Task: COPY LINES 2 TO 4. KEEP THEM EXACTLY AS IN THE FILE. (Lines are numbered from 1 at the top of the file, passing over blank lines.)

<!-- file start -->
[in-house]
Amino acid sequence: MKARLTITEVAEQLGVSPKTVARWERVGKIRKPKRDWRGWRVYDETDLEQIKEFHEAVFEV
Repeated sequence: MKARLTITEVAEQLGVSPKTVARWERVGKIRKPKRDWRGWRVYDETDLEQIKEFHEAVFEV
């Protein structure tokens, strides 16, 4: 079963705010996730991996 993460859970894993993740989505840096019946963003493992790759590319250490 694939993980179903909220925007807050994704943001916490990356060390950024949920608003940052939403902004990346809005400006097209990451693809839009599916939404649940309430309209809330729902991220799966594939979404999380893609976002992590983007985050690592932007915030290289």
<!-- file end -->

Amino acid sequence: MKARLTITEVAEQLGVSPKTVARWERVGKIRKPKRDWRGWRVYDETDLEQIKEFHEAVFEV
Repeated sequence: MKARLTITEVAEQLGVSPKTVARWERVGKIRKPKRDWRGWRVYDETDLEQIKEFHEAVFEV
């Protein structure tokens, strides 16, 4: 079963705010996730991996 993460859970894993993740989505840096019946963003493992790759590319250490 694939993980179903909220925007807050994704943001916490990356060390950024949920608003940052939403902004990346809005400006097209990451693809839009599916939404649940309430309209809330729902991220799966594939979404999380893609976002992590983007985050690592932007915030290289």